How to label the information?
How to label these different levels of cybersecurity information unambiguously?
Law enforcement, security services, militaries and official international bodies typically have their own jargon, known as protective marking, for this sort of thing, with labels that we all know from spy movies, such as
FOR YOUR EYES ONLY,
NO FOREIGN NATIONALS, and so on.
But different labels mean different things in different parts of the world, so this sort of protective marking doesn’t translate well for public use in many different languages, regions and cybersecurity cultures.
(Sometimes these labels can be linguistically challenging. Should a confidential document produced by the United Nations, for instance, be labelled
UN - CLASSIFIED? Or would that be misinterpreted as
UNCLASSIFIED and get shared widely?)
What about a labelling system that uses simple words and an obvious global metaphor?
That’s where the Traffic Light Protocol comes in.
The metaphor, as you will have guessed, is the humble traffic signal, which uses the same colours, with much the same meanings, in almost every country in the world.
RED means stop, and nothing but stop; AMBER means stop unless doing so would itself be dangerous; and GREEN means that you’re allowed to go, assuming it’s safe to do so.
Modern traffic signals, which use LEDs to produce specific light frequencies, instead of filters to remove unwanted colour bands from incandescent lamps, are so bright and precisely targeted that some jurisdictions no longer bother to test prospective drivers for so-called colour blindness, because the three frequency bands emitted are so narrow as to be almost impossible to mix up, and their meanings are so well-established.
Even if you live in a country where traffic lights have additional “in-between” signals, such as green+amber together, red+amber together, or one colour flashing continuously on its own, pretty much everyone in the world understands traffic light metaphors based on just those three main colours.
Indeed, even if you’re used to calling the middle light YELLOW instead of AMBER, as some countries do, it’s obvious what AMBER refers to, if only because it’s the one in te middle that isn’t RED or GREEN.
TLP Version 2.0
The Traffic Light Protocol was first introduced in 1999, and by following the principle of Keep It Simple and Straightforward (KISS), has become a useful labelling system for cyubersecurity reports.
Ultimately, the TLP required four levels, not three, so the colour WHITE was added to mean “you can share this with anyone”, and the designators were defined very speficially as the text strings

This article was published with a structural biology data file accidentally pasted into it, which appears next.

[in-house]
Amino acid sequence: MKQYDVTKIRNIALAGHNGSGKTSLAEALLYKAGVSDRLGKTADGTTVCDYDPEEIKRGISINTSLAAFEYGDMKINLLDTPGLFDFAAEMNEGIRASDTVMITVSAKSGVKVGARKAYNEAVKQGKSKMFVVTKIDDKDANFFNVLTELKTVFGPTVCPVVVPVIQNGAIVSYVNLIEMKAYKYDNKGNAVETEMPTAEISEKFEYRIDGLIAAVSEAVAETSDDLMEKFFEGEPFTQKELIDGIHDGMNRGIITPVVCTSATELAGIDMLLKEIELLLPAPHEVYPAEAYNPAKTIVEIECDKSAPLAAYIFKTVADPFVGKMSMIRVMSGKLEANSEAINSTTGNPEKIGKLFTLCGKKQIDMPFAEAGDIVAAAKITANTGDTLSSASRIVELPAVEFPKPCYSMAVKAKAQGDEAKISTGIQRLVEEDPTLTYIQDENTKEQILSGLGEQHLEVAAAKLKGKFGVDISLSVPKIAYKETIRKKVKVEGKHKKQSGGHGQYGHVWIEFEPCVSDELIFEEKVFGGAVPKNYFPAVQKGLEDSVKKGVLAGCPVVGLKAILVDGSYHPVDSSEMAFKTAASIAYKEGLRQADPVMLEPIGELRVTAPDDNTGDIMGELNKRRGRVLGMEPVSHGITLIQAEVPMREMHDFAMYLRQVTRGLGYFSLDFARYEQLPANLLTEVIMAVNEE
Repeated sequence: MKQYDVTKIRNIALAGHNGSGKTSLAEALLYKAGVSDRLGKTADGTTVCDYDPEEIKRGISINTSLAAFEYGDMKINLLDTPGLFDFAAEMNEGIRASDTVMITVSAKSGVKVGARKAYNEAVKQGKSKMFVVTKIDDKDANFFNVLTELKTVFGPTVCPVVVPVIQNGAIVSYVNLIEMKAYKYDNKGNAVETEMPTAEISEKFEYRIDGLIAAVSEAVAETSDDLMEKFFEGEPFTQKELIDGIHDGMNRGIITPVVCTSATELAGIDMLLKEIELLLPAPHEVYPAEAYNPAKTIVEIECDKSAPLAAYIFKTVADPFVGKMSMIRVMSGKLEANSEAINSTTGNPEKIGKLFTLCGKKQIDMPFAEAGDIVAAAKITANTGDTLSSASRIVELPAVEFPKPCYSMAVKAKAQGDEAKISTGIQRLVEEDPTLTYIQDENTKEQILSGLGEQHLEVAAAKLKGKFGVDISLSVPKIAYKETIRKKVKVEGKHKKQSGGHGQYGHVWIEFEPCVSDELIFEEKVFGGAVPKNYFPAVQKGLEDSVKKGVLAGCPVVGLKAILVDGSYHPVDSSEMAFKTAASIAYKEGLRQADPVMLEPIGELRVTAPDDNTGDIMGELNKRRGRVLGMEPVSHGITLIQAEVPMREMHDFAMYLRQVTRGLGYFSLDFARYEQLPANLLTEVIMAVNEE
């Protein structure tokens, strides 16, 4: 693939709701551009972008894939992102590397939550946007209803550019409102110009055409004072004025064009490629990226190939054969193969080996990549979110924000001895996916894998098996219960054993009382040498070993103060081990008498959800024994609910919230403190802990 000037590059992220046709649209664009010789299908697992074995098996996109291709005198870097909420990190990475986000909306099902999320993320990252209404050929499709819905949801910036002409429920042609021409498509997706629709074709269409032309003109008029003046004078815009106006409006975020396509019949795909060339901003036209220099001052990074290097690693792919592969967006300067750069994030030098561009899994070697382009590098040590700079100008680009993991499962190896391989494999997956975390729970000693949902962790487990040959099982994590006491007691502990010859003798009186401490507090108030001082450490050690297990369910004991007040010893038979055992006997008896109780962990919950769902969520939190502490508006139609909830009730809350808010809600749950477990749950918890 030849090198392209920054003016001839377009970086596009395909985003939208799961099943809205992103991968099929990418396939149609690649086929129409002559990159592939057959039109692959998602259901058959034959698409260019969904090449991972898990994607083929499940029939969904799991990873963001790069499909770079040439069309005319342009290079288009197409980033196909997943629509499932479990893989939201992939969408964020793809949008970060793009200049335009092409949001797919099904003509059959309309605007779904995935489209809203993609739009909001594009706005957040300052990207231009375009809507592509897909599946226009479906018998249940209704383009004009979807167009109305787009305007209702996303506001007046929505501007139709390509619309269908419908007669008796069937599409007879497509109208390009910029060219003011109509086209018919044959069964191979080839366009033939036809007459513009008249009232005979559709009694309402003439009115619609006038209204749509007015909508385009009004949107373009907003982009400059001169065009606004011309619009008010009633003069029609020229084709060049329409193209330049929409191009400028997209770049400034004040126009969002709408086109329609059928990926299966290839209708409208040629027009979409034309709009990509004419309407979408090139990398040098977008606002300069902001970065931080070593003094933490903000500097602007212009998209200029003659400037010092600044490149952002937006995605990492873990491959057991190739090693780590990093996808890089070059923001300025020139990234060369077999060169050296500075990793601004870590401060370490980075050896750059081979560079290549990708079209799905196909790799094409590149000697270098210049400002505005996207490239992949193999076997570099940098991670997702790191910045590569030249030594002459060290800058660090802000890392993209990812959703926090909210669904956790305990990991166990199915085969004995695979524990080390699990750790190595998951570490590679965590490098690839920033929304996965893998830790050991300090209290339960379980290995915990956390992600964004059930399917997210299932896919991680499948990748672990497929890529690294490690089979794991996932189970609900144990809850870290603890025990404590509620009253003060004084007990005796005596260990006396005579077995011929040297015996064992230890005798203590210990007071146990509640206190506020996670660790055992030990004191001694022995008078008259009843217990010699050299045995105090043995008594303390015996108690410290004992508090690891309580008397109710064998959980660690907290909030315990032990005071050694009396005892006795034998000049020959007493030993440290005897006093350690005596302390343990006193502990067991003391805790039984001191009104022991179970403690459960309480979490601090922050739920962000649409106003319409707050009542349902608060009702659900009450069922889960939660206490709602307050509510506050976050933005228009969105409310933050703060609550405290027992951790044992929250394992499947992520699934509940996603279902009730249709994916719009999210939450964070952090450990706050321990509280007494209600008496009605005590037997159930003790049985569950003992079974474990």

TLP:RED (all capitals, no spaces),
By keeping spaces out of the labels and forcing them into upper case, they stand out clearly in email subject lines, are easy to use when sorting and searching, and won’t get split between lines by mistake.
Well, after more than 20 years of service, the TLP has undergone a minor update, so that from August 2022, we have Traffic Light Protocol 2.0.
Firstly, the colour WHITE has been replaced with CLEAR.
White not only has racial and ethnic overtones that common decency invites us to avoid, but also confusingly represents all the other colours mixed together, as though it might mean go-and-stop-at-the-same-time.
So CLEAR is not only a word that fits more comfortably in society today, but also one that suits its intended purpose more (ahem) clearly.
And a fifth marker has been added, namely
The levels are interpreted as follows:
|“For the eyes and ears of individual recipients only.” This is pretty easy to interpret: if you receive a TLP:RED cybersecurity document, you can act on it, but you must not forward it to anyone else. Thus there is no need for you to try to figure out whether you should be letting any friends, colleagues or fellow researchers know. This level is reserved for information that could cause “significant risk for the privacy, reputation, or operations of the organisations involved.”
|You may share this information, but only with other people inside your organisation. So you can discuss it with programming teams, or with the IT department. But you must keep it “in house”. Notably, you must not forward it to your customers, business partners or suppliers. Unfortunately, the TLP documentation doesn’t try to define whether a contractor or a service provider is in-house or external. We suggest that you treat the phrase “restrict sharing to the organisation only“ as strictly as you possibly can, as the name of this security level suggests, but we suspect that some companies will end up with a more liberal interpretation of this rule.
|Like TLP:AMBER+STRICT, but you may share the information with customers (the TLP document actially uses the word clients) if necessary.
|You may share this information within your community. The TLP leaves it up to you to be reasonable about which people constitute your community, noting only that “when ‘community’ is not defined, assume the cybersecurity/defence community.” In practice, you might as well assume that anything published as TLP:GREEN will end up as public knowledge, but the onus is on you to be thoughtful about how you yourself share it.
|Very simply, you are clear to share this information with anyone you like. As the TLP puts it: “Recipients can spread this to the world; there is no limit on disclosure.” This label is particularly useful when you are sharing two or more documents with a trusted party, and at least one of the documents is marked for restricted sharing. Putting TLP:CLEAR on the content that they can share, and perhaps that you want them to share in order to increase awareness, makes it your attentions abundantly clear, if you will pardon the pun.
Just to be clear (sorry!), we don’t put
TLP:CLEAR on every Naked Security article we publish, given that this website is publicly accessible already, but we invite you to assume it.